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Source: Couleur

This Is The Easiest Way To Tell If Your Coffee Is Good For The Planet

By Nicole Caldwell

The average American drinks 3.1 cups of coffee a day. That’s a big business, amounting to around $40 billion a year.

To support this habit, the world needs a lot of coffee farms. And to heighten productivity on said farms, traditional growing techniques have been sidelined in order to grow varieties of coffee that produce higher yields. And that is causing untold amounts of ecological damage to areas known for being among the most biologically diverse in the world. But there’s a simple way to ensure your caffeine fix doesn’t come at the cost of the environment.

Coffee’s dark little secret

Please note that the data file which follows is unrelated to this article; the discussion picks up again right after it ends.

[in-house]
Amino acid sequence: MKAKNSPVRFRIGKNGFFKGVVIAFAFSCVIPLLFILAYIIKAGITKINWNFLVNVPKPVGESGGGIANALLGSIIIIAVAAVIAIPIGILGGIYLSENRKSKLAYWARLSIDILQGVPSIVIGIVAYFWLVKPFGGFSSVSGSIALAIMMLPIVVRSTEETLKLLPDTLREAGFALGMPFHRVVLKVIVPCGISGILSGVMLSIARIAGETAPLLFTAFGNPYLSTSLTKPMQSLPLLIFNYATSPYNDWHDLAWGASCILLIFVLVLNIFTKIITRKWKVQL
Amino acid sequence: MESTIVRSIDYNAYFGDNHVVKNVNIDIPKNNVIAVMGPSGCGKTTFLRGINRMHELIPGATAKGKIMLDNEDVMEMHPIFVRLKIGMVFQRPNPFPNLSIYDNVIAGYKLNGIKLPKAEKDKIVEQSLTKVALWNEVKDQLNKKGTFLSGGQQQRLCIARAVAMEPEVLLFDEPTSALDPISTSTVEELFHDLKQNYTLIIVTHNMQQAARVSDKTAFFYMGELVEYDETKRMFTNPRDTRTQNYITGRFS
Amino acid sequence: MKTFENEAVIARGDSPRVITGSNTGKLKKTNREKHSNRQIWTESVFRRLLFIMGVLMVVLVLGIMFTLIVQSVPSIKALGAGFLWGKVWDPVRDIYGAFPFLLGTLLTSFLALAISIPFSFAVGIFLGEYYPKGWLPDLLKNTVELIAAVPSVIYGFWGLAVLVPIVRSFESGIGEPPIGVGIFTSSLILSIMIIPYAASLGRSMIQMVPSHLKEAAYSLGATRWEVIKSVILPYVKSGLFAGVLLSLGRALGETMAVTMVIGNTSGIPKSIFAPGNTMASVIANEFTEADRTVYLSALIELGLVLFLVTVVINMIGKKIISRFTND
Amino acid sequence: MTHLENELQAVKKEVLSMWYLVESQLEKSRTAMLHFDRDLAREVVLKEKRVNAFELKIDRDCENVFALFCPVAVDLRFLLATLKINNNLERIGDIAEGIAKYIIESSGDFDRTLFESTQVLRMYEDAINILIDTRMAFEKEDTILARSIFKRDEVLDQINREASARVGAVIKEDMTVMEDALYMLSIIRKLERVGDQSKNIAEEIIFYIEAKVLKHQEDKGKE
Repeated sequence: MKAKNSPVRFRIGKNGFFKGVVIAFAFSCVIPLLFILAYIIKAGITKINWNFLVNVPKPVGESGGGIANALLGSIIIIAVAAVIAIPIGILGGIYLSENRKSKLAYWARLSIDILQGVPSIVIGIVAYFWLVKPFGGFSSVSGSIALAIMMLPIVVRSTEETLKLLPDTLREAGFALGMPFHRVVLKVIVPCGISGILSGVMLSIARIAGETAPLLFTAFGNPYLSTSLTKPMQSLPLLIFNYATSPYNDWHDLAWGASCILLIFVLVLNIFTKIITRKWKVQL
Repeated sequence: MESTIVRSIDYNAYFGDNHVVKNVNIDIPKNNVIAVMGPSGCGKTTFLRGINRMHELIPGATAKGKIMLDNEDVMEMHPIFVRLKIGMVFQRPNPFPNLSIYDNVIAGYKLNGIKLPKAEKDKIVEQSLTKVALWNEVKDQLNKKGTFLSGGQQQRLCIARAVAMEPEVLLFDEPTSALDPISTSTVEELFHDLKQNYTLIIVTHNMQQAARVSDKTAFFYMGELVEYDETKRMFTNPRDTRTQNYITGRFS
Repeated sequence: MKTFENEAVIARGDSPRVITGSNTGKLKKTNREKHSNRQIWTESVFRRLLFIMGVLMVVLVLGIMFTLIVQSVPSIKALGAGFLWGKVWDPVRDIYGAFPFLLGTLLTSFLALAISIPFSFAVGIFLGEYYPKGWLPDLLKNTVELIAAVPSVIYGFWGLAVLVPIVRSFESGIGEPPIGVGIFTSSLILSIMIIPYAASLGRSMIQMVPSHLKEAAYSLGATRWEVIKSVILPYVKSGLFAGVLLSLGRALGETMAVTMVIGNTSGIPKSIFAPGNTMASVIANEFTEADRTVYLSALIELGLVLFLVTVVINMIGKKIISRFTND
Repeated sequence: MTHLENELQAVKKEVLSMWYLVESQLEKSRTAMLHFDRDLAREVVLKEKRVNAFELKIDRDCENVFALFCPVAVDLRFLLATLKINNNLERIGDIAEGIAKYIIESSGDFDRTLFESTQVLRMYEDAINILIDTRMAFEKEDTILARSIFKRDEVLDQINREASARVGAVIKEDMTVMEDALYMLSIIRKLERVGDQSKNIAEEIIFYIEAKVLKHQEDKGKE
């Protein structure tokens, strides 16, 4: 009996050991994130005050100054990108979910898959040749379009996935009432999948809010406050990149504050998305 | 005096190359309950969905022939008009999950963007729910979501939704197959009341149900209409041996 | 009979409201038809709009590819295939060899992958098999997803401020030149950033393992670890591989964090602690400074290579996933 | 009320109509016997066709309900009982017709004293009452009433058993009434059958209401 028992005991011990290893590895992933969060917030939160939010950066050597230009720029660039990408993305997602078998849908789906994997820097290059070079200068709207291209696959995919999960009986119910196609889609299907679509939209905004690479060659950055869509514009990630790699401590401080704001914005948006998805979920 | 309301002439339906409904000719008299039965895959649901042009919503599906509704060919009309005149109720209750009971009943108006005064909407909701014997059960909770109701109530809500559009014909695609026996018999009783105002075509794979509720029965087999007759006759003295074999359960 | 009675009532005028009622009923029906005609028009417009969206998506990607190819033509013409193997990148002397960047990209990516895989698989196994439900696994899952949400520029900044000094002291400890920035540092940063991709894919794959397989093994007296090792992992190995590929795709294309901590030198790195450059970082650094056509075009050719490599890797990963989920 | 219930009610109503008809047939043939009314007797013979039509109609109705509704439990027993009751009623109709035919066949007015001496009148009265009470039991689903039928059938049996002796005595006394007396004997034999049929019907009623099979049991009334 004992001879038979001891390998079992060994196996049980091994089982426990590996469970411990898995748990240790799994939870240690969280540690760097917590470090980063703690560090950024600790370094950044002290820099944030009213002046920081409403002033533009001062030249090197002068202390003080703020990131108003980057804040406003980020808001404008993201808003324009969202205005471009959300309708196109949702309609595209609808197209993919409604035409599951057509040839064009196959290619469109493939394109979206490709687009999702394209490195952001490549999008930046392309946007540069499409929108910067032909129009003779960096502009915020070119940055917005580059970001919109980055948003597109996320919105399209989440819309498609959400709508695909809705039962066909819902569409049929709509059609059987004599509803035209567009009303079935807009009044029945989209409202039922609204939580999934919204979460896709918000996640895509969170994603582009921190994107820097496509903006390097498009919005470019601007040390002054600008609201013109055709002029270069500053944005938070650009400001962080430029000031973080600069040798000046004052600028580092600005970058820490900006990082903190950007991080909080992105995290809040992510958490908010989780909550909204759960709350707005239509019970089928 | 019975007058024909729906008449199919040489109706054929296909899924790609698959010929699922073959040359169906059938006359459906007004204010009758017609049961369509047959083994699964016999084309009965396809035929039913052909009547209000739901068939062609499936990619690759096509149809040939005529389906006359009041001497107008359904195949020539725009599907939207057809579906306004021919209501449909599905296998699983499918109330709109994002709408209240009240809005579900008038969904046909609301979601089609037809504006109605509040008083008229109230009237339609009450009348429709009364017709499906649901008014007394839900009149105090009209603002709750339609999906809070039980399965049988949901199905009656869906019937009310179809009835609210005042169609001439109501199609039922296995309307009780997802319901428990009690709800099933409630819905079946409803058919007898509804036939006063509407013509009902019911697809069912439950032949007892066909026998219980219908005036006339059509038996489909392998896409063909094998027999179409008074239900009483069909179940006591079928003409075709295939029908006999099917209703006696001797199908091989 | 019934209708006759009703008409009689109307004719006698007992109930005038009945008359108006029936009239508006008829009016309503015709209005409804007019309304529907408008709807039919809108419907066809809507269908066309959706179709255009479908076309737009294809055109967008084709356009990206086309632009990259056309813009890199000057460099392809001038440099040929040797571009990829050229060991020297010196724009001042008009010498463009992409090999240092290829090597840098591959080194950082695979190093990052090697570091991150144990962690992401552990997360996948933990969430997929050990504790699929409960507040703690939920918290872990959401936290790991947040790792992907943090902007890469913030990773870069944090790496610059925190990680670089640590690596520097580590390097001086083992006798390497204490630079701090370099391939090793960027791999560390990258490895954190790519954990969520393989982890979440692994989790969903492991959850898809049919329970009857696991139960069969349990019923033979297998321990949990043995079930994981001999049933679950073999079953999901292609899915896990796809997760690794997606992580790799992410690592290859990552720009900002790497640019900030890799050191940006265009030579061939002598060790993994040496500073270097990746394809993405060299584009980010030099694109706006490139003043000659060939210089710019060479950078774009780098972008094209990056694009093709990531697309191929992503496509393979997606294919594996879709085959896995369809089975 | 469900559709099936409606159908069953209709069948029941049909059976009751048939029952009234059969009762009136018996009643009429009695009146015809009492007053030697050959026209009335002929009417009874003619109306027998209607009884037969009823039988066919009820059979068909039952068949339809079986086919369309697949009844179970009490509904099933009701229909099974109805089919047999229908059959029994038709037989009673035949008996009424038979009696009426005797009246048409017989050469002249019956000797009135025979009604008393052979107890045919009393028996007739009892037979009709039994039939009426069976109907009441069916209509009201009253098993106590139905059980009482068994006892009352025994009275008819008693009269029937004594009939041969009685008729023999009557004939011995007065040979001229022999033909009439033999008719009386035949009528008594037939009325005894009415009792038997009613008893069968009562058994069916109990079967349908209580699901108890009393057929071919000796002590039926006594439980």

Coffea arabica, the world’s most popular coffee, grows in Ethiopia under rainforest canopies in partial shade. For other varieties like that to grow, the beans need to be cultivated underneath shading plants—which can be single trees, or a cluster of many different plants. That cuts down on productivity, since only so many coffee plants can grow on an acre when you need to have non-coffee plants next to them providing shade. So farmers have developed and imported higher-yield, sun-tolerant coffees that can grow without shade cover (albeit with more water and fertilizers) than the traditional, native beans.